Team Fusion's take on cRIO and LabView

First off… Wow! What a complex system we have to work with.

Well, I went to Gulfport High School today to help the students on the team setup the new control system and play with it a bit. We had our problems and still have a lot to do before we can even think of putting it on a real robot.

We first started the day with firmware upgrades… this went well and according to plan. We were able to test the whole rig and found it to work. We shut the “robot” off and back on and found that the motors just started to run on their own!!! What the heck is going on? This is default code and its doing this. Reset it and it didn’t do it again. Later we were just trying to establish a connection and didn’t have any joysticks connected. Again, the motors started spinning! I’m not going to lie; I haven’t searched for this problem and don’t know if this is common.

I also noticed that our 5V LED indicator for the 5V output on the PD board does not work. I know for a fact that it is outputting at 5V and powers the camera just fine. I’m thinking the LED has reverse polarity from the factory or something… not sure… I’m not worried about the functionality, but I do want to know if the inspection people would be looking for this, as it’s not an error by us, but just a defect. The captain this year was saying that we would have to ship everything back if something was broken, so I don’t want to go that route. Here’s a picture:

The gray thing is the camera with the power light on, and below is the 5V LED off…

I’m also curious to how many teams are clueless on how to use LabVIEW. I’ve had no experience with it and had my first large dose today. My brain is drained and I have a headache…

Overall, this is a complicated and powerful system. It should really give teams with LabVIEW experience a great benefit. They’re holding a workshop at NASA this Saturday that I’m going to go to for a few hours until our family gathering begins.

I’ll post updates on our team’s progress or other members may post updates.

We have the exact same problem with the 5v LED. Controller and camera work fine, but no LED.


When your wheels started randomly running, did you have the Driver’s Station connected? Was it Enabled? Was it in Autonomous mode?

If the DS wasn’t connected or enabled, this shouldn’t have happened, and NI, WPI, and FIRST would probably all like to know exactly what you were doing to make it occur.

If the DS was in autonomous mode, the OTB firmware has an autonomous mode that runs the motors for 2 seconds. This might have been what you noticed.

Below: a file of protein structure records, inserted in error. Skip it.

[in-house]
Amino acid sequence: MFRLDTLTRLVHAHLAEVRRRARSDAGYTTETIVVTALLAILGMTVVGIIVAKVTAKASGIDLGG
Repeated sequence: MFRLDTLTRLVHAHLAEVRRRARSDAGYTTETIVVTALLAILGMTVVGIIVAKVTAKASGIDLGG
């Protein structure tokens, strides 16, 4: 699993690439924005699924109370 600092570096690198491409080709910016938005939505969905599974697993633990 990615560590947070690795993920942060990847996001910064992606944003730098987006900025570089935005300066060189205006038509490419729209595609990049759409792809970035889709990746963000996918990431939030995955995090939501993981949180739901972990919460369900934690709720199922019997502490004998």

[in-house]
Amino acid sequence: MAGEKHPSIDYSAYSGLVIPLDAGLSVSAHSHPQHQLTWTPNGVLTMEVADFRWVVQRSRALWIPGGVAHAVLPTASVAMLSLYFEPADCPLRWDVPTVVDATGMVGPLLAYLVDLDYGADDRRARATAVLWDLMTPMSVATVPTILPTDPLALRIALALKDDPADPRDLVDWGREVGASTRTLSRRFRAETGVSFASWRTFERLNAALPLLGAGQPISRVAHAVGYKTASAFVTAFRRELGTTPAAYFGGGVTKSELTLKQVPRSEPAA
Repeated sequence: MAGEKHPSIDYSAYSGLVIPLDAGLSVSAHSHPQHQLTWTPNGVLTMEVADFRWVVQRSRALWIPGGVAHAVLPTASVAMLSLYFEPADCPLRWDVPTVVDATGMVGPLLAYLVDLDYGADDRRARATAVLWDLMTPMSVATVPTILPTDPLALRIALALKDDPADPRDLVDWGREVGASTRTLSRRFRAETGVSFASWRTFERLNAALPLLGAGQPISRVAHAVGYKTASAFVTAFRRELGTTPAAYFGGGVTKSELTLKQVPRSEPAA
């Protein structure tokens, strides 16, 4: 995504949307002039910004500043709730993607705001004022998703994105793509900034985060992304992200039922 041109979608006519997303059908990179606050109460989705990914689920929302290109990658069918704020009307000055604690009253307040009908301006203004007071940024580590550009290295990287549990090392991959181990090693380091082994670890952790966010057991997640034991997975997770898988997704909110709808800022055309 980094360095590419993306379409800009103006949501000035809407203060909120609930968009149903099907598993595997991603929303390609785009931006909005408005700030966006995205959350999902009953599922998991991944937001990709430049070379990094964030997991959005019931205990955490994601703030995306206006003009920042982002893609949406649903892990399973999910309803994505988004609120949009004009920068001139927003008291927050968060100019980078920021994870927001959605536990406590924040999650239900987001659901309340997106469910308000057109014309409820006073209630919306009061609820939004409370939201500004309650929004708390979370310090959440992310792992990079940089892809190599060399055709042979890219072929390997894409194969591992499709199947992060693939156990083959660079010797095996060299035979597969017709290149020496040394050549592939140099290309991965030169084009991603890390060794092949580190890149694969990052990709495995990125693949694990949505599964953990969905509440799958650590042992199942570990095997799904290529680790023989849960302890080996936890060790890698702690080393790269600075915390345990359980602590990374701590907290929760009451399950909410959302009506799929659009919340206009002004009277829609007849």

If the robot was in Teleop, you might have run across one of the bugs with the USB ports. First, the kit joysticks center themselves when the DS boots. So if you’re leaning on the joysticks when you power up the DS, they’ll be horribly off-center. So your motors could start up on their own.

A different issue is if you unplug the joysticks. They’ll continue transmitting the old value even though they’re unplugged. As far as I can tell, the only cure is to reboot the DS.

Finally, in what’s probably a related issue, the joysticks sometimes transmit bad values after the DS starts up, until they’re moved. The solution here is to jiggle the joysticks.

So your start up sequence should be:

  1. Put Disable DS with dongle switch or by removing dongle.
  2. Plug in all joysticks, and don’t touch them until step 4.
  3. Power up the Driver’s Station.
  4. When DS is finished starting up, jiggle the joysticks.
  5. Enable robot and go to work.

The people responsible for the Driver’s Station are apparently looking into the bad values from the joysticks on boot and when unplugged, but there hasn’t been word on progress.

Connected to DS in Teleop mode. Thanks for the info, I’ll mention that tomorrow.

Just posted this in the FIRST forums. We are stuck in Arcade Mode. We performed the updates to the DS and the cRIO. We had tank drive working for a while (just randomly started working) but then it went back to Arcade style.

Motors moving by themselves sounds like one of two things. The first one that comes to mind is that the system runs its motors in autonomous mode out of the box – did someone perhaps flip the switch on the Driver Station from Teleoperated to Autonomous? The other possibility that occurs to me is that you might be reusing Victors that have a non-factory calibration, and what the Digital Sidecar presents as a “neutral” output is actually interpreted by the Victor as a little bit “forward”.